If the Bible is not your source of authority, then my conclusions may not be agreeable to you, and my logic may not seem satisfactory. (Part of the challenge in postmodern evangelism is where is one’s source of authority — self or an external source).
Paul develops an argument in the opening chapter of Romans — where people based their righteousness in their heritage, moral superiority, and even an external source of the Law.
Yet Paul demonstrates that self-righteousness ultimately falls short no matter what your standard of righteousness is. People are sinners, who break the law (whatever theirs is), and consistently fall short of their own standards they hold dear.
Thus what is a fair standard of judgment that gives no one an advantage?
But now, a righteousness from God, apart from the Law, has been made known to which the law and the prophets testify. This righteousness form God comes through faith in Jesus Christ to all who believe. There is no difference, for all have sinned and fall short of the glory of God, and are justified freely by his grace through the redemption that came by Christ Jesus. [Romans 3:21-24]
Thus no one can boast on their own self-righteousness. Paul argues that there is a universal standard of righteousness — it’s apart from anything we may have in our own heritage, upbringing, or perspective.
We get this righteousness through faith in Christ.
This is the standard that God is determined is what is fair, what is acceptable, and what works.
That is the standard of fairness. I may not like it’s consequences for my unbelieving friends, but it is a standard that is fair in God’s sight no matter what culture one is a part of.
I take comfort in the fact that this is the standard.
Someone else won’t have an advantage over me.
I won’t have an advantage over anyone else.
I don’t have moral superiority, a volume of good works, the legacy of a good name. I don’t have to compete to be the best in God’s sight. I can’t appeal to anything I have or own to show my righteousness is superior to anyone else.
The fairest righteousness has been given: through faith in Jesus Christ to all who believe.
I want my friend to find that standard of righteousness. All they have to do is believe in Jesus. They have to come to the place of seeing that their wealth, good nature, good works, and self-importance is not what matters, but a righteousness that comes through faith in Jesus to the one who believes.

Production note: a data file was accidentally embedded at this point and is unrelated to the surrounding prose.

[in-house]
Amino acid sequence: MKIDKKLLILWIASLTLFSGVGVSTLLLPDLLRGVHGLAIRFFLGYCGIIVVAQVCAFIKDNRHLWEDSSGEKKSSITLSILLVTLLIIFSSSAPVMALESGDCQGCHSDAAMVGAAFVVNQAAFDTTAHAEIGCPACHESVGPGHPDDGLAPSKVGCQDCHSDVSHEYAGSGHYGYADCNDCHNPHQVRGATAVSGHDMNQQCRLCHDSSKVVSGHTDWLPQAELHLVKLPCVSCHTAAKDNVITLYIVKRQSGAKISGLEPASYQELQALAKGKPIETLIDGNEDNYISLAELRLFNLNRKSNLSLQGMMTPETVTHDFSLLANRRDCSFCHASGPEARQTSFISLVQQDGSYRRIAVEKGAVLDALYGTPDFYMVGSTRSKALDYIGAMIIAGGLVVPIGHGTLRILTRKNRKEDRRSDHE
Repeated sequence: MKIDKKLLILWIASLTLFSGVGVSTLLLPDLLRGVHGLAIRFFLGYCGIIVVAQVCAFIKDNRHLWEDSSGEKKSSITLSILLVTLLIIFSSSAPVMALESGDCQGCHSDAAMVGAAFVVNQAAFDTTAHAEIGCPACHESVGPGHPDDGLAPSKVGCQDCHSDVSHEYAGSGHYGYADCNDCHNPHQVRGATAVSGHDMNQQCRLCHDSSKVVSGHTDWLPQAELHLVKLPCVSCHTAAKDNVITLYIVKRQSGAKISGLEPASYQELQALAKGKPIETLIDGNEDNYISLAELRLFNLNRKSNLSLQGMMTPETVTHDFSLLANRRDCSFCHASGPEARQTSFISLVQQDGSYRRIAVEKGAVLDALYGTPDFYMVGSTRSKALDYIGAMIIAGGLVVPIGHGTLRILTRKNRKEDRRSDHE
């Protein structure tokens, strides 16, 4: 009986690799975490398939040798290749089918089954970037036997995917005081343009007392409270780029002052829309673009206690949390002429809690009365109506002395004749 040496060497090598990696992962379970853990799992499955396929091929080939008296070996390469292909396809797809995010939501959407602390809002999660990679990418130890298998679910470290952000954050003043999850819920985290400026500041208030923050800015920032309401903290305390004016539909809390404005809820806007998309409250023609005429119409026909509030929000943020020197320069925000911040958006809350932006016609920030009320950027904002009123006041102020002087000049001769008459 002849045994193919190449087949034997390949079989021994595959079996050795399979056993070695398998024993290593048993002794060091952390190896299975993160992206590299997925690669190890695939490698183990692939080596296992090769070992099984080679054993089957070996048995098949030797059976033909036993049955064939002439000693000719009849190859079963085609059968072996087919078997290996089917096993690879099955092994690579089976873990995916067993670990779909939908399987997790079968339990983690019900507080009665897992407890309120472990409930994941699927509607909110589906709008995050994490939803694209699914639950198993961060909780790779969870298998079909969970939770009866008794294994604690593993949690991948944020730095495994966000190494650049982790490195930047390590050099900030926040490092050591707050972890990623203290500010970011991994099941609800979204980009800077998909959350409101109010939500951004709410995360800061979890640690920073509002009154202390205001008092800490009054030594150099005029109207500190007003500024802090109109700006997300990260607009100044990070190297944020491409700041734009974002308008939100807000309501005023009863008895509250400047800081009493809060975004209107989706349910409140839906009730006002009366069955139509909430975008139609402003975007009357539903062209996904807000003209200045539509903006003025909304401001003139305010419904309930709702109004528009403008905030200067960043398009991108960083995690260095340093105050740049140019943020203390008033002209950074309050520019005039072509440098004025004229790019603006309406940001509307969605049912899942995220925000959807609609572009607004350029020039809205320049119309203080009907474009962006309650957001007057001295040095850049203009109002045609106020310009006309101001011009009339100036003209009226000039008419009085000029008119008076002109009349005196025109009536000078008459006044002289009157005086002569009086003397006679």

Postmodern evangelism training
Two issues rise to the surface for postmodern evangelism training.
1. The Source of Authority.
What is a person’s source of authority? Themselves? So often I run into people who say “The Bible says. . .so what?” One can no longer assume that people still hold that the Bible is authoritative.
The question then becomes how to communicate the gospel in a way that builds bridges to one who doesn’t yet believe in the authority of Scriptures.
In your conversations, what are you doing to help people discover the authority of the scriptures?
Think through these questions:
- How did you discover the authority of Scripture in your life?
- Was it always an operating assumption?
- How did you decide to continue to let it be your source of authority, particularly when you are tested?
Answering these questions for yourself will give you insights to share in your conversations with people struggling to accept the Bible’s authority. You can share your own experience (testimony) that gives credibility to your clams.
2. Taking the time to Discover.
If we acknowledge the postmodern tendency to determine truth by experience, we have to take the time to help people discover faith. This means relational work, conversations, and helping people examine their assumptions, worldviews, and consequences of their belief.
For the most part, gone are the days of a 5 minute gospel presentation for acceptance to a set of propositions. People need time to discover the value of those statements, the implications, the meanings, and the reality which these statements describe.
Think through these questions:
- Did your journey to Christ have a long preamble?
- Was there a significant event that caused you to start searching for God?
- What did you do on your search between that event and finally inviting Christ into your life?
- How are you continuing to discover the ongoing work of God in your life?
Answering these questions for yourself will give you insights into your journey to faith, and help you articulate the personal experience that has shaped who you are. You needed time to discover your own faith, whether you had a moment of conversion, or a gradual awakening.
To keep posts readable and digestable in a blog format, I don’t want to give a full explanation in one, but over the course of a few days, I’ll be sharing my thoughts on it’s impact in personal evangelism. Grab the RSS feed to get new articles automatically.